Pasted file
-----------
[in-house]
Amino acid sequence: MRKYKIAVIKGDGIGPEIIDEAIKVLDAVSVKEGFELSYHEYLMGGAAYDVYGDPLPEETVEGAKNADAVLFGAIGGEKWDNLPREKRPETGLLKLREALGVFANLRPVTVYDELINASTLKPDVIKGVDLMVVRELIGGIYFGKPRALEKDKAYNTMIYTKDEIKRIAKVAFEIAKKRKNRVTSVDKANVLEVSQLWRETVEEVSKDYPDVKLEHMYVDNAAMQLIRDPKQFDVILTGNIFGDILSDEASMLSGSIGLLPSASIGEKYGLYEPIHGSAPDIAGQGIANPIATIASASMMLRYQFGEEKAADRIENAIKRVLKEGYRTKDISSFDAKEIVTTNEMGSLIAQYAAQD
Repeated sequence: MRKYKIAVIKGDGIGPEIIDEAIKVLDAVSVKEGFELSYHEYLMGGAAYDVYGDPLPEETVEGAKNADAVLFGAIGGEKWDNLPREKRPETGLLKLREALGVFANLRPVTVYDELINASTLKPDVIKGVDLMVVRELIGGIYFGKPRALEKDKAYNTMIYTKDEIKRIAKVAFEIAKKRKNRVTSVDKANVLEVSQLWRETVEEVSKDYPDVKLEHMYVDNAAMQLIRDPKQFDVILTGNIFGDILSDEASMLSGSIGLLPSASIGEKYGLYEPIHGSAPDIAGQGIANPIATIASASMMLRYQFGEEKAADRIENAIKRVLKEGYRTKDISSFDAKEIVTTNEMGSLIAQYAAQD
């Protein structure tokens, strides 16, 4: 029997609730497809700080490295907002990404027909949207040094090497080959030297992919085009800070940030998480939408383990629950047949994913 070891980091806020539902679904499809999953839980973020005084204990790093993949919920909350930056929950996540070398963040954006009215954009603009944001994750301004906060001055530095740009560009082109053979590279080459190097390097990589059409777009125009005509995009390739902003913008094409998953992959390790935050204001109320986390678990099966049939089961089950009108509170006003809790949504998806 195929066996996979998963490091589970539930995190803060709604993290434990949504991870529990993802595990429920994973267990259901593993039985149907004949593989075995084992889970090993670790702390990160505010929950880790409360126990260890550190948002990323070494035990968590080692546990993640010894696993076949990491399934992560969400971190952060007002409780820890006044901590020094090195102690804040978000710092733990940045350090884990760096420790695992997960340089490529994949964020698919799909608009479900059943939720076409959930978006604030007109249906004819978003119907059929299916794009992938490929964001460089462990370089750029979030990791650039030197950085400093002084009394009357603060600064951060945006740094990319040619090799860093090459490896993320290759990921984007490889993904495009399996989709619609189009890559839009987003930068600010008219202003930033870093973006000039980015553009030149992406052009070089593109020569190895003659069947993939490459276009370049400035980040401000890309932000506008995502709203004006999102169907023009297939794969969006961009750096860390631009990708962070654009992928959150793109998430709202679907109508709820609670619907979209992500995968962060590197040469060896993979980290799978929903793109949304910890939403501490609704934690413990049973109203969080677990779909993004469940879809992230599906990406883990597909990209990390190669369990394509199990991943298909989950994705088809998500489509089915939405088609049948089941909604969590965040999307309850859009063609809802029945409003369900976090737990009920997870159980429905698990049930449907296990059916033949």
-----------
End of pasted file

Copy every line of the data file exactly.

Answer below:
[in-house]
Amino acid sequence: MRKYKIAVIKGDGIGPEIIDEAIKVLDAVSVKEGFELSYHEYLMGGAAYDVYGDPLPEETVEGAKNADAVLFGAIGGEKWDNLPREKRPETGLLKLREALGVFANLRPVTVYDELINASTLKPDVIKGVDLMVVRELIGGIYFGKPRALEKDKAYNTMIYTKDEIKRIAKVAFEIAKKRKNRVTSVDKANVLEVSQLWRETVEEVSKDYPDVKLEHMYVDNAAMQLIRDPKQFDVILTGNIFGDILSDEASMLSGSIGLLPSASIGEKYGLYEPIHGSAPDIAGQGIANPIATIASASMMLRYQFGEEKAADRIENAIKRVLKEGYRTKDISSFDAKEIVTTNEMGSLIAQYAAQD
Repeated sequence: MRKYKIAVIKGDGIGPEIIDEAIKVLDAVSVKEGFELSYHEYLMGGAAYDVYGDPLPEETVEGAKNADAVLFGAIGGEKWDNLPREKRPETGLLKLREALGVFANLRPVTVYDELINASTLKPDVIKGVDLMVVRELIGGIYFGKPRALEKDKAYNTMIYTKDEIKRIAKVAFEIAKKRKNRVTSVDKANVLEVSQLWRETVEEVSKDYPDVKLEHMYVDNAAMQLIRDPKQFDVILTGNIFGDILSDEASMLSGSIGLLPSASIGEKYGLYEPIHGSAPDIAGQGIANPIATIASASMMLRYQFGEEKAADRIENAIKRVLKEGYRTKDISSFDAKEIVTTNEMGSLIAQYAAQD
């Protein structure tokens, strides 16, 4: 029997609730497809700080490295907002990404027909949207040094090497080959030297992919085009800070940030998480939408383990629950047949994913 070891980091806020539902679904499809999953839980973020005084204990790093993949919920909350930056929950996540070398963040954006009215954009603009944001994750301004906060001055530095740009560009082109053979590279080459190097390097990589059409777009125009005509995009390739902003913008094409998953992959390790935050204001109320986390678990099966049939089961089950009108509170006003809790949504998806 195929066996996979998963490091589970539930995190803060709604993290434990949504991870529990993802595990429920994973267990259901593993039985149907004949593989075995084992889970090993670790702390990160505010929950880790409360126990260890550190948002990323070494035990968590080692546990993640010894696993076949990491399934992560969400971190952060007002409780820890006044901590020094090195102690804040978000710092733990940045350090884990760096420790695992997960340089490529994949964020698919799909608009479900059943939720076409959930978006604030007109249906004819978003119907059929299916794009992938490929964001460089462990370089750029979030990791650039030197950085400093002084009394009357603060600064951060945006740094990319040619090799860093090459490896993320290759990921984007490889993904495009399996989709619609189009890559839009987003930068600010008219202003930033870093973006000039980015553009030149992406052009070089593109020569190895003659069947993939490459276009370049400035980040401000890309932000506008995502709203004006999102169907023009297939794969969006961009750096860390631009990708962070654009992928959150793109998430709202679907109508709820609670619907979209992500995968962060590197040469060896993979980290799978929903793109949304910890939403501490609704934690413990049973109203969080677990779909993004469940879809992230599906990406883990597909990209990390190669369990394509199990991943298909989950994705088809998500489509089915939405088609049948089941909604969590965040999307309850859009063609809802029945409003369900976090737990009920997870159980429905698990049930449907296990059916033949």